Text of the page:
Lydia Ramsey is a business etiquette and protocol expert, professional speaker, and corporate trainer. She is the founder of Manners That Sell™ and the author of Manners That Sell—Adding the Polish That Builds Profits. For more information about her programs, products and services, contact her at email@example.com or visit http://www.mannersthatsell.com/
A day in at the office can be filled with joy and satisfaction or it can be frustrating and stressful. When things go wrong, some people lose control. Holding emotions in check and reacting professionally while under fire is not always easy. It is particularly difficult to be nice to people who are not being nice to you.
So what do you do to keep your cool when the customer is chewing you out? Most of the time, the customer’s dissatisfaction is not even your fault. It could be that the problem was with a product or a service delivered by someone else in your organization. You’re getting the blame because the unhappy person found you first, and it’s not pleasant. When faced with angry people, there are four key steps that will help diffuse the situation.
Step 1: Apologize.
“But,” you say, “it’s not my fault.” It doesn’t matter who’s to blame; apologize anyway. As a representative of your company you have a responsibility to see that things go well. Your willingness to be accountable will have a positive effect. After all, it takes two to have an argument. If one of you refuses to be disagreeable you can’t have a disagreement. You are not accepting blame—you are simply saying, “I’m sorry about the problem.” You are wasting your breath unless you apologize with complete sincerity, so be sure that your tone of voice matches your words.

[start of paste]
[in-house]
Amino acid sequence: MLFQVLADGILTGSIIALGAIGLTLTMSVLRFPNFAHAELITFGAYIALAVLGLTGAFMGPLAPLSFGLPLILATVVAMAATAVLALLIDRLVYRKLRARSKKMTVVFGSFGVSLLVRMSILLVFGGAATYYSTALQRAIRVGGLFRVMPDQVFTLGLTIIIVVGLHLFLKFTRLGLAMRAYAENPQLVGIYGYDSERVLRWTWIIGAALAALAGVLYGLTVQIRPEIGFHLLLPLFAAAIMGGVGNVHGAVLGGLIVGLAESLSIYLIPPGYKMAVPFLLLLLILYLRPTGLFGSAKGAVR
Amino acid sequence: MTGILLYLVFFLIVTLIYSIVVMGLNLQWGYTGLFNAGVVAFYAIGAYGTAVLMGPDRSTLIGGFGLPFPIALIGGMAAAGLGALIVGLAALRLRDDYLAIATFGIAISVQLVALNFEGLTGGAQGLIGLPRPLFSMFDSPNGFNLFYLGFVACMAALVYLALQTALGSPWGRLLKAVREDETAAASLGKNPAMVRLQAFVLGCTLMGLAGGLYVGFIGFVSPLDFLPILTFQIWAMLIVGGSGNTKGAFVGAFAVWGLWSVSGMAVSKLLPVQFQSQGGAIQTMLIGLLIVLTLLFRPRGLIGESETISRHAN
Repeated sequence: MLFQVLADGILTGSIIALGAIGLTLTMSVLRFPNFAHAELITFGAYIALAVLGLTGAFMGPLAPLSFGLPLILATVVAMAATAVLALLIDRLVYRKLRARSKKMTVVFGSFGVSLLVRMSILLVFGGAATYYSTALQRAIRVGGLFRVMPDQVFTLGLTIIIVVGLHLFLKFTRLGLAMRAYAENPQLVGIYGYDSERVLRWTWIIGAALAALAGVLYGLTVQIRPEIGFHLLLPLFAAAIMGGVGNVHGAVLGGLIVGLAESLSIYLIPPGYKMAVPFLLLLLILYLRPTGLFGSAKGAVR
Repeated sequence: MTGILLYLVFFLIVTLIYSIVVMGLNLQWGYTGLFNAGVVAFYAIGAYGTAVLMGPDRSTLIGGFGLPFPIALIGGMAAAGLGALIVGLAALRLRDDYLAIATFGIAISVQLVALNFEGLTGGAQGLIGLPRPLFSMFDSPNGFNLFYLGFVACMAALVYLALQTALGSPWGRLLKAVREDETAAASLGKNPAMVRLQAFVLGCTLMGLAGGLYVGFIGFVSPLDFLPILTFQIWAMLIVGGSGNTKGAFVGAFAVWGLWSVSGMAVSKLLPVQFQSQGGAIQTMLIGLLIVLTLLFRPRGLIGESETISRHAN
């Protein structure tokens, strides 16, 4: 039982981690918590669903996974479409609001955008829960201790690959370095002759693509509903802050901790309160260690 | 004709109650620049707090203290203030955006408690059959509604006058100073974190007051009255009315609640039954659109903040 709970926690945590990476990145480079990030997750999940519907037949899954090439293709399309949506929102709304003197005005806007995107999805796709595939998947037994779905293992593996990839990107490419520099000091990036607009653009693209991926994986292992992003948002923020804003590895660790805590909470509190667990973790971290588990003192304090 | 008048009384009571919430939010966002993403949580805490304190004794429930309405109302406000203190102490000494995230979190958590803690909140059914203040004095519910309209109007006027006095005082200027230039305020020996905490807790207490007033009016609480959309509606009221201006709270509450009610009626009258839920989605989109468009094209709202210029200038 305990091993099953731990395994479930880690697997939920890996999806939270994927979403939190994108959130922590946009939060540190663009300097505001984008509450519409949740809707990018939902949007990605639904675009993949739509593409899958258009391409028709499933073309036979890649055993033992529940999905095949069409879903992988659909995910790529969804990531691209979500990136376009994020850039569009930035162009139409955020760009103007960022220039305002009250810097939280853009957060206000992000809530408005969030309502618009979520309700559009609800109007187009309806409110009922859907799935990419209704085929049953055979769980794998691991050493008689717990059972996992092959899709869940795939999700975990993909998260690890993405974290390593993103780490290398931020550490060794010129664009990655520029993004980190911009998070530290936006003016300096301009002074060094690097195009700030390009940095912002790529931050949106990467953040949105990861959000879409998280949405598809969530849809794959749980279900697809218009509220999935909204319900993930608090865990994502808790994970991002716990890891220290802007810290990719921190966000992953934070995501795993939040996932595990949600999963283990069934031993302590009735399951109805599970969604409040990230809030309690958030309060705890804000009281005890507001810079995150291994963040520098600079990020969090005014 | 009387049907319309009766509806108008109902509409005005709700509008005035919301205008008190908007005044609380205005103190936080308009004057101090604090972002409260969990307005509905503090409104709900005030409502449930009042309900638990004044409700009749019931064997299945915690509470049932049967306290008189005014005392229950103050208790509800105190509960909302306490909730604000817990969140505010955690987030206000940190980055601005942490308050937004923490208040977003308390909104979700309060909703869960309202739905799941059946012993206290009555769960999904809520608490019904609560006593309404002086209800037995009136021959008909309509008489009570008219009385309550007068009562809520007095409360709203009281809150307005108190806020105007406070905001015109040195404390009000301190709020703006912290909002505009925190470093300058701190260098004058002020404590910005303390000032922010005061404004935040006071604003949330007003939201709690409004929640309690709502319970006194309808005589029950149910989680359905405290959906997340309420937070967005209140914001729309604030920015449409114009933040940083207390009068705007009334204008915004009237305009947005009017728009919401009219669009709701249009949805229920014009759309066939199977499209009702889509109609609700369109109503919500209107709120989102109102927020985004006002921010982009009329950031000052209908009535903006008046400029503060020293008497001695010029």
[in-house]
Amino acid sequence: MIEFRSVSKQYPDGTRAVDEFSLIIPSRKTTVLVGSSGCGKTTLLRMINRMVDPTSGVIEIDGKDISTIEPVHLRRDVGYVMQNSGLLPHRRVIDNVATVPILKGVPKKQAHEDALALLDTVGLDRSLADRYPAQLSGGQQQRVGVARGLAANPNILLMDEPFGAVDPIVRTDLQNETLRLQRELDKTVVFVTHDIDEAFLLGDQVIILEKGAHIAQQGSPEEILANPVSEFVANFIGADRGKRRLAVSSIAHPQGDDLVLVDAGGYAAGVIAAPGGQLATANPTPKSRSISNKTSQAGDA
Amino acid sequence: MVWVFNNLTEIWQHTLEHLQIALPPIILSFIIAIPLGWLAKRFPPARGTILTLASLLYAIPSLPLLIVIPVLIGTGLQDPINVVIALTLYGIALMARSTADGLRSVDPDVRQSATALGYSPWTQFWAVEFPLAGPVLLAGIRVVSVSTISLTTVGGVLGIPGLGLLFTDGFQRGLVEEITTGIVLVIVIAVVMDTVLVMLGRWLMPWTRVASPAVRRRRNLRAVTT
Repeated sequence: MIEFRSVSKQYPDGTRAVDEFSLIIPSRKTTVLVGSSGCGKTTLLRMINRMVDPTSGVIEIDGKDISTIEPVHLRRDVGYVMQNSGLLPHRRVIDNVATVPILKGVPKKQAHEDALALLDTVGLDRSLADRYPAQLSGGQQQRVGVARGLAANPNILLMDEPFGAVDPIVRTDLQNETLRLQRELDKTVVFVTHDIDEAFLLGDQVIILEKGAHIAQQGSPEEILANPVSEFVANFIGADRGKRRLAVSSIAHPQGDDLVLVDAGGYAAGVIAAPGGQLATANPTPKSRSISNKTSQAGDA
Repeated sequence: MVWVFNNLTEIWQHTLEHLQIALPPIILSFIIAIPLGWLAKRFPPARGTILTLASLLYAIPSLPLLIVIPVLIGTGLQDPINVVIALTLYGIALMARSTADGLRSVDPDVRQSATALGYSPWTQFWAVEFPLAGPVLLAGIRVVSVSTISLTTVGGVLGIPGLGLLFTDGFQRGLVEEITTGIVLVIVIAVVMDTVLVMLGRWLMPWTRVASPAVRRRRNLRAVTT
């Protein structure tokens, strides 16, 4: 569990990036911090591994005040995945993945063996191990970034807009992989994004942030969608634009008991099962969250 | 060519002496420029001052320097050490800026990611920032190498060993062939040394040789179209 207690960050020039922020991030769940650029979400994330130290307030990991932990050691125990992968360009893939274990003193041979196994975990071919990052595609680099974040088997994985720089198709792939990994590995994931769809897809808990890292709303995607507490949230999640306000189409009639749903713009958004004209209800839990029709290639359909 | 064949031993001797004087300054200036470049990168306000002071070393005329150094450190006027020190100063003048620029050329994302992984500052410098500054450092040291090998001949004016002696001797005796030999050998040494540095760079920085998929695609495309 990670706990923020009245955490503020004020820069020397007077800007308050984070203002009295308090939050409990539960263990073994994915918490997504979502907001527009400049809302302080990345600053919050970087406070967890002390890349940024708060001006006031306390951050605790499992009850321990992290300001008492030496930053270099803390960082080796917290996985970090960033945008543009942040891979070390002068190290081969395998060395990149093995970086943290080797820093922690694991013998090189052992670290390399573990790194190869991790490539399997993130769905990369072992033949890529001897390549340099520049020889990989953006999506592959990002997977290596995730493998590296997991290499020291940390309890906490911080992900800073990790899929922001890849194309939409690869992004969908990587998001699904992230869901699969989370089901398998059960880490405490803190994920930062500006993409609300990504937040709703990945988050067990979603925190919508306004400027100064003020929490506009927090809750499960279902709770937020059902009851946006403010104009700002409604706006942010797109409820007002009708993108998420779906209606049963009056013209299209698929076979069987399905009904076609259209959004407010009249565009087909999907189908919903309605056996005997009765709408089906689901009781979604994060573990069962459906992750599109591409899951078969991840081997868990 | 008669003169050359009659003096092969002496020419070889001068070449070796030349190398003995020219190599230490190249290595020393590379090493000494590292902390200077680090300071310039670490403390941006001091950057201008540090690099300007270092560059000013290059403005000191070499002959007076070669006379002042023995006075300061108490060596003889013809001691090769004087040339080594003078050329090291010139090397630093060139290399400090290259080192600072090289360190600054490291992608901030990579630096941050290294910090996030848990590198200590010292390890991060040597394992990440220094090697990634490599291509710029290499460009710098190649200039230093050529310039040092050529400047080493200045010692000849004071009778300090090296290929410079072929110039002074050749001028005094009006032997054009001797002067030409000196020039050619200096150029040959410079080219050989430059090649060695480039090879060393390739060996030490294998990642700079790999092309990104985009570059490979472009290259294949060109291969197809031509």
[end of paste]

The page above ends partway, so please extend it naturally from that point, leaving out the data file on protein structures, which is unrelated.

Step 2: Sympathize with the irate customer. Let the person know that you identify with his feelings. Tell him that you understand the frustration of receiving a faulty product or poor service. The angry person will begin to feel better as soon as his reaction has been validated.
Step 3: Accept responsibility for the situation. Be accountable to the customer. Let him know that you intend to do whatever it takes to make things right. You can’t help what has already happened, but you will come up with a solution to the problem or you will find someone who can.
Step 4: Take action. Decide what you can do to remedy the situation and tell the customer, i.e., “I will replace the defective or incorrect product as quickly as possible.” If the issue was poor service, deliver better service. And if you can offer a bonus of some sort or waive fees, the tiger before you will be transformed into a pussycat.
Use the acronym “ASAP” to remember these four steps for calming upset customers. Each letter stands for part of the process.
A: “Accept responsibility.”
P: “Prepare to take action.”
Nothing will be solved if you become argumentative and reactionary; you’ll only fan the flames of the customer’s anger. Instead, diffuse the situation by being apologetic and sympathetic and by focusing on positive steps that will resolve the situation. Before you know it, your adversaries will become your allies.
One more thing: remember to smile. It will make everyone feel better and behave better.
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